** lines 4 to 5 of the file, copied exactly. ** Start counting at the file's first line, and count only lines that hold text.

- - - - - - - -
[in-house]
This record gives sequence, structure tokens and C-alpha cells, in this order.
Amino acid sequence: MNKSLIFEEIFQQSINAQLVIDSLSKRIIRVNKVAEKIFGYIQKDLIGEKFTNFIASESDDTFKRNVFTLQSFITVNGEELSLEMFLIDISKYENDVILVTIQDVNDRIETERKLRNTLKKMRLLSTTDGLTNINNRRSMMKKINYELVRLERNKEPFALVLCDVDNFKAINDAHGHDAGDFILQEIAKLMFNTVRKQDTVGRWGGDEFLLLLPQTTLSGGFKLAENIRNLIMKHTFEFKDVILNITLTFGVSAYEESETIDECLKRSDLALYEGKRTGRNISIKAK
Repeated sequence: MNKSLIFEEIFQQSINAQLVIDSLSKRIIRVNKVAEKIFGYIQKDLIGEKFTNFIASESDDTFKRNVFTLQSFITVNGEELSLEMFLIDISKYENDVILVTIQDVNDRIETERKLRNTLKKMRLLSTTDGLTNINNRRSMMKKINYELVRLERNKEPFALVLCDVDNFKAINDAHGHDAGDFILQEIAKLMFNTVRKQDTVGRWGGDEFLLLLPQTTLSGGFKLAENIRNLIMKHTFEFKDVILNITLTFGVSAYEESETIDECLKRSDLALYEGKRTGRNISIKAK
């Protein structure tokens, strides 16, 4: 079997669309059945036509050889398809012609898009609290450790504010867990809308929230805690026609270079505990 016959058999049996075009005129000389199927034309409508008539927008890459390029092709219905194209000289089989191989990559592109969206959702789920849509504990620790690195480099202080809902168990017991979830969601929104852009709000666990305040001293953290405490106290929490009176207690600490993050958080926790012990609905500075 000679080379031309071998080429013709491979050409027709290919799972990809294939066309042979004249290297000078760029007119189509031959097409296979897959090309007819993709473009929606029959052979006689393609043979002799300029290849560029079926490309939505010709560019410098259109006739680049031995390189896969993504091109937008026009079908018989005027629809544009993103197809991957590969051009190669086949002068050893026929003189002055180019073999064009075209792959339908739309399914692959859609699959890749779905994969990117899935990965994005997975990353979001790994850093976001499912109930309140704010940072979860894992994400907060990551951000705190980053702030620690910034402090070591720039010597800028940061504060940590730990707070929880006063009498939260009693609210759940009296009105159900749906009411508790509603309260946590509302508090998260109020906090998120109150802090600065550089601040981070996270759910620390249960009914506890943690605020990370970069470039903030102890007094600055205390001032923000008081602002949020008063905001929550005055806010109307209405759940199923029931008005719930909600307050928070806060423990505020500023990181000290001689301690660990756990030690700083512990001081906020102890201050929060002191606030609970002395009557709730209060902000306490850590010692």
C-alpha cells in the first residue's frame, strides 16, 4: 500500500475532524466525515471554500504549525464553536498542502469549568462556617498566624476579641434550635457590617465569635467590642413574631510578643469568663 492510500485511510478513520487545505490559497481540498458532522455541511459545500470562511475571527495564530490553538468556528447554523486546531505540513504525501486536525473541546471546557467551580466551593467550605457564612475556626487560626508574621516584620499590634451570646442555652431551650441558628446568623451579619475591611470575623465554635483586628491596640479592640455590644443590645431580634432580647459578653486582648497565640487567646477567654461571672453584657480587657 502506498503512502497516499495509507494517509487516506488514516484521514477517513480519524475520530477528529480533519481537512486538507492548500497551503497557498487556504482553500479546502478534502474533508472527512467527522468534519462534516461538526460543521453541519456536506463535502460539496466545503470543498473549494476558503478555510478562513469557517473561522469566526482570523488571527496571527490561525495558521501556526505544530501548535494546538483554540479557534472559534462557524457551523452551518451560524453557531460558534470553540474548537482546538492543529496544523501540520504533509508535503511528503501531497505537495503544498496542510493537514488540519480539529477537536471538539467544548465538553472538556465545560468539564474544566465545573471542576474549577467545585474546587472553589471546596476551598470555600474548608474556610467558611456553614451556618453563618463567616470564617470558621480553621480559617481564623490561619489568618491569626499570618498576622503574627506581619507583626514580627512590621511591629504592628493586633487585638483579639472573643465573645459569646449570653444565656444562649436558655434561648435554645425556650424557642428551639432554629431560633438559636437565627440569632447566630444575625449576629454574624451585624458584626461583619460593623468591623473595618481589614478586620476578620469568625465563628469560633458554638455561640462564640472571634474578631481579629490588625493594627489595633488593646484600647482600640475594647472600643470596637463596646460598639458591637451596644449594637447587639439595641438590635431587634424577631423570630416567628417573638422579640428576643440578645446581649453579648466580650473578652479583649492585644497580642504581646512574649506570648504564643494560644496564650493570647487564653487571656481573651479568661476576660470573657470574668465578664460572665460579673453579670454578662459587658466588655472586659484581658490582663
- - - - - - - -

Repeated sequence: MNKSLIFEEIFQQSINAQLVIDSLSKRIIRVNKVAEKIFGYIQKDLIGEKFTNFIASESDDTFKRNVFTLQSFITVNGEELSLEMFLIDISKYENDVILVTIQDVNDRIETERKLRNTLKKMRLLSTTDGLTNINNRRSMMKKINYELVRLERNKEPFALVLCDVDNFKAINDAHGHDAGDFILQEIAKLMFNTVRKQDTVGRWGGDEFLLLLPQTTLSGGFKLAENIRNLIMKHTFEFKDVILNITLTFGVSAYEESETIDECLKRSDLALYEGKRTGRNISIKAK
């Protein structure tokens, strides 16, 4: 079997669309059945036509050889398809012609898009609290450790504010867990809308929230805690026609270079505990 016959058999049996075009005129000389199927034309409508008539927008890459390029092709219905194209000289089989191989990559592109969206959702789920849509504990620790690195480099202080809902168990017991979830969601929104852009709000666990305040001293953290405490106290929490009176207690600490993050958080926790012990609905500075 000679080379031309071998080429013709491979050409027709290919799972990809294939066309042979004249290297000078760029007119189509031959097409296979897959090309007819993709473009929606029959052979006689393609043979002799300029290849560029079926490309939505010709560019410098259109006739680049031995390189896969993504091109937008026009079908018989005027629809544009993103197809991957590969051009190669086949002068050893026929003189002055180019073999064009075209792959339908739309399914692959859609699959890749779905994969990117899935990965994005997975990353979001790994850093976001499912109930309140704010940072979860894992994400907060990551951000705190980053702030620690910034402090070591720039010597800028940061504060940590730990707070929880006063009498939260009693609210759940009296009105159900749906009411508790509603309260946590509302508090998260109020906090998120109150802090600065550089601040981070996270759910620390249960009914506890943690605020990370970069470039903030102890007094600055205390001032923000008081602002949020008063905001929550005055806010109307209405759940199923029931008005719930909600307050928070806060423990505020500023990181000290001689301690660990756990030690700083512990001081906020102890201050929060002191606030609970002395009557709730209060902000306490850590010692």